Center stage: Groy takes over for Konz
Monday is an off-day for the players and Groy, a 6-foot-5, 320-pound redshirt sophomore from Middleton High School, usually spends that day armed with a bow and arrow, hunting deer in Verona.
“I skipped my normal Monday priority of hunting to watch film,” he said with a grin after practice Tuesday. “It was pretty important.
“I skipped my favorite thing to get a head start on Illinois.”
Wisconsin (8-2, 4-2 Big Ten) plays at Illinois (6-4, 2-4) at 11 a.m. Saturday, and with Peter Konz out indefinitely after suffering a dislocated left ankle last week, Groy is poised to make his first start at center.
“I have been waiting,” said Groy, who started two games at fullback last season and one game at left guard this season. “Last year I was backing up guys. This year I was backing up guys, just waiting to get my chance.
“It’s too bad that Pete had to down, but I’ve been waiting to get my chance.”
Replacing a 30-game starter who has seen about every defensive front and blitz package imaginable and has developed trust with guards Kevin Zeitler and Travis Frederick won’t be easy.
“Pete is the best center in college football that I’ve seen play the game,” UW coach Bret Bielema said.
Konz, 6-5 and 315, is mobile and physical.
He is adept at pulling and leading backs through the hole or engaging a defender at the line of scrimmage and moving him off the ball.
“Pete is really a guy that is longer than your normal center but he still plays with great leverage,” offensive line coach Bob Bostad said. “And when you can do that, with that height, you just get that much more extension and movement.”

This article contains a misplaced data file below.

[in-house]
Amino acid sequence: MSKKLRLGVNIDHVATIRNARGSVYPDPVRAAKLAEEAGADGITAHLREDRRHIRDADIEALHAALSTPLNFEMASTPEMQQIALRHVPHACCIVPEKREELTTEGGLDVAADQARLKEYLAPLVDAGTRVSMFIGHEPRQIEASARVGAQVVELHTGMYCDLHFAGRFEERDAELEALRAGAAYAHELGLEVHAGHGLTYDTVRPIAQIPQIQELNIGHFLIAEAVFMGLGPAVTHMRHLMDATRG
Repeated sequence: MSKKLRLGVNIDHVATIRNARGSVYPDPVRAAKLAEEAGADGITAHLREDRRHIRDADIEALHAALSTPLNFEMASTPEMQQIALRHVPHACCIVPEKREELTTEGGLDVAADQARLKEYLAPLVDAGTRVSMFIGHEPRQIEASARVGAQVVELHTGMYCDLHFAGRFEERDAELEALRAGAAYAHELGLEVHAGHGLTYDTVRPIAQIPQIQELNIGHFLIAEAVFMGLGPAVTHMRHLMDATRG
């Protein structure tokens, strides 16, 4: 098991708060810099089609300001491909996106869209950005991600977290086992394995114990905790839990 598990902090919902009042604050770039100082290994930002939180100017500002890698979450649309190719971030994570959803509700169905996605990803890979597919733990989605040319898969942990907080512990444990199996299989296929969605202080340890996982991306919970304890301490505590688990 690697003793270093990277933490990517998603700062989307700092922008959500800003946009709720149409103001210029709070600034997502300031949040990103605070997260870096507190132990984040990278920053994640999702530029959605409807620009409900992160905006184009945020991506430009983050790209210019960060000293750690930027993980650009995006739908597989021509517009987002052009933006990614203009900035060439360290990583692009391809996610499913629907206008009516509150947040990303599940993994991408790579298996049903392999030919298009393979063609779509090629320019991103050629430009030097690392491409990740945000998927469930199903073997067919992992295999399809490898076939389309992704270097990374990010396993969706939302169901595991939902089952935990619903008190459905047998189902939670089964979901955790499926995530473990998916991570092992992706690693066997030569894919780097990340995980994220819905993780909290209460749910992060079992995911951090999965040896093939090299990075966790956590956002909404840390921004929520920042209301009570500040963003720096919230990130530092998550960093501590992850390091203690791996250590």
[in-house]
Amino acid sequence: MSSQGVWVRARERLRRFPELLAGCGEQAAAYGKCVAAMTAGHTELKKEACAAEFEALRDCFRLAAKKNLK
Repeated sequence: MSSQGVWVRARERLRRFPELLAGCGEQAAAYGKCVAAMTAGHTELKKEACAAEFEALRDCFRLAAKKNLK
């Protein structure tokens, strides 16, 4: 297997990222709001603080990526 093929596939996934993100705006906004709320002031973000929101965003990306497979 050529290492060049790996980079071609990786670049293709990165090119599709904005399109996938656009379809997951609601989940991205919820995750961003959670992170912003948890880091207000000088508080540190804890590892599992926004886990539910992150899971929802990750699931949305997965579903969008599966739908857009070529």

Bostad believes Groy can match Konz’s athletic ability. He also believes athletic ability alone doesn’t guarantee victory in one-on-one battles in the trenches.
“Ryan knows that stuff doesn’t mean anything if you’re not hitting people and striking people,” he said.
Complicating Groy’s task is that the Illinois front features two outstanding ends and two solid tackles.
Ends Whitney Mercilus (47 tackles, 12½ sacks, 17½ tackles for loss) and Michael Buchanan (51 tackles, six sacks, 11 tackles for loss) are disruptive. Tackles Akeem Spence (55 tackles, one sack, five tackles for loss) and Glenn Foster (22 tackles, 2½ tackles for loss, one interception) are stout.
“They are a great unit,” Groy said. “They have great speed.”
Groy believes he is physically and mentally ready to step in. In his opinion, the No. 1 challenge will be communicating as effectively with rest of the line as Konz does. He has been talking often with Frederick, his roommate for two years and a former center.
“He knows what he is doing,” Groy said. “We watched film the other day. We talked a lot. He is the kind of guy, if I don’t see something, he will put me on the same page.”
After meeting with reporters Tuesday, Groy planned to study video with Konz.
Konz was wearing a protective walking boot and was using crutches Tuesday. He hopes that if UW reaches the Big Ten title game Dec. 3 in Indianapolis he will be healthy enough to play.
“I’m pushing for that, but I don’t know,” Konz said.
Doctors were able to pop the ankle back in place Saturday night, but Konz acknowledged it was a close call. Had they failed to do so he would have faced surgery and could have been sidelined for up to six months.
“I was one of the lucky cases, he said.”
Konz insists Groy is ready to take his place.
“I’ve seen a huge change between last year and this year,” Konz said, “just his ability to understand the defenses.
“Right now, I want to be able to help him be as comfortable as he can. We’re going to watch some film.”
No time for deer hunting.
Sophomore Jared Abbrederis (shoulder) did not practice Tuesday. Abbrederis, UW’s No. 2 wide receiver and return specialist, hopes to practice today.
Sophomore wide receiver Manasseh Garner (pelvis) also did not practice.